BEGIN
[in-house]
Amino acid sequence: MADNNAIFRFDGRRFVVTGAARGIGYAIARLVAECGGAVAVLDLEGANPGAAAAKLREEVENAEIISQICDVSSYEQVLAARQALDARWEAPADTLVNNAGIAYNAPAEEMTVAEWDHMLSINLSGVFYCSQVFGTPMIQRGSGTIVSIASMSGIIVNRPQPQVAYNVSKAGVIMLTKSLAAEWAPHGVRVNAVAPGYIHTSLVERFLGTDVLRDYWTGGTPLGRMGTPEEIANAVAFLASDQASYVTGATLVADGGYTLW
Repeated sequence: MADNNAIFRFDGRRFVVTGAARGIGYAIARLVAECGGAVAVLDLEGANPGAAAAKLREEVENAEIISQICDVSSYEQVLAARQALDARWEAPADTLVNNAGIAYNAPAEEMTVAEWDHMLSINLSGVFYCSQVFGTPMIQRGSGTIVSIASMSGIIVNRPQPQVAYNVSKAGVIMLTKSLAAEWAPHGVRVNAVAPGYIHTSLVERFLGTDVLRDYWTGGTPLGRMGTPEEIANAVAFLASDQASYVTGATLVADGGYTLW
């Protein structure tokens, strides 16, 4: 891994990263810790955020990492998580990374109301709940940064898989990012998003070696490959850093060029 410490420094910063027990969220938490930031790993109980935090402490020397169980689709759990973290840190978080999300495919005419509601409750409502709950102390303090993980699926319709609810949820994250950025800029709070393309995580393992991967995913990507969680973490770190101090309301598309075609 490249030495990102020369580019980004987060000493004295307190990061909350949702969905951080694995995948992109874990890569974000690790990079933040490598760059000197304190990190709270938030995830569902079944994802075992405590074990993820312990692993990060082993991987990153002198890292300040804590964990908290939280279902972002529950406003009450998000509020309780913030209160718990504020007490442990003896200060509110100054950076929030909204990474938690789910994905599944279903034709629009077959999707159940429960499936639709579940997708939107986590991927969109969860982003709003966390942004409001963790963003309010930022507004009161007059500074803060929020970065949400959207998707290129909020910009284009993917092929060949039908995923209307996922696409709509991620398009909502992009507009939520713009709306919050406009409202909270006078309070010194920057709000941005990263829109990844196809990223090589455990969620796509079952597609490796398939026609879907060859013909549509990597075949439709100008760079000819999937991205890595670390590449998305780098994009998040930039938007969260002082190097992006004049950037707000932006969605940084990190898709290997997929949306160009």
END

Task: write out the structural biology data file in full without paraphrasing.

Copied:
[in-house]
Amino acid sequence: MADNNAIFRFDGRRFVVTGAARGIGYAIARLVAECGGAVAVLDLEGANPGAAAAKLREEVENAEIISQICDVSSYEQVLAARQALDARWEAPADTLVNNAGIAYNAPAEEMTVAEWDHMLSINLSGVFYCSQVFGTPMIQRGSGTIVSIASMSGIIVNRPQPQVAYNVSKAGVIMLTKSLAAEWAPHGVRVNAVAPGYIHTSLVERFLGTDVLRDYWTGGTPLGRMGTPEEIANAVAFLASDQASYVTGATLVADGGYTLW
Repeated sequence: MADNNAIFRFDGRRFVVTGAARGIGYAIARLVAECGGAVAVLDLEGANPGAAAAKLREEVENAEIISQICDVSSYEQVLAARQALDARWEAPADTLVNNAGIAYNAPAEEMTVAEWDHMLSINLSGVFYCSQVFGTPMIQRGSGTIVSIASMSGIIVNRPQPQVAYNVSKAGVIMLTKSLAAEWAPHGVRVNAVAPGYIHTSLVERFLGTDVLRDYWTGGTPLGRMGTPEEIANAVAFLASDQASYVTGATLVADGGYTLW
């Protein structure tokens, strides 16, 4: 891994990263810790955020990492998580990374109301709940940064898989990012998003070696490959850093060029 410490420094910063027990969220938490930031790993109980935090402490020397169980689709759990973290840190978080999300495919005419509601409750409502709950102390303090993980699926319709609810949820994250950025800029709070393309995580393992991967995913990507969680973490770190101090309301598309075609 490249030495990102020369580019980004987060000493004295307190990061909350949702969905951080694995995948992109874990890569974000690790990079933040490598760059000197304190990190709270938030995830569902079944994802075992405590074990993820312990692993990060082993991987990153002198890292300040804590964990908290939280279902972002529950406003009450998000509020309780913030209160718990504020007490442990003896200060509110100054950076929030909204990474938690789910994905599944279903034709629009077959999707159940429960499936639709579940997708939107986590991927969109969860982003709003966390942004409001963790963003309010930022507004009161007059500074803060929020970065949400959207998707290129909020910009284009993917092929060949039908995923209307996922696409709509991620398009909502992009507009939520713009709306919050406009409202909270006078309070010194920057709000941005990263829109990844196809990223090589455990969620796509079952597609490796398939026609879907060859013909549509990597075949439709100008760079000819999937991205890595670390590449998305780098994009998040930039938007969260002082190097992006004049950037707000932006969605940084990190898709290997997929949306160009």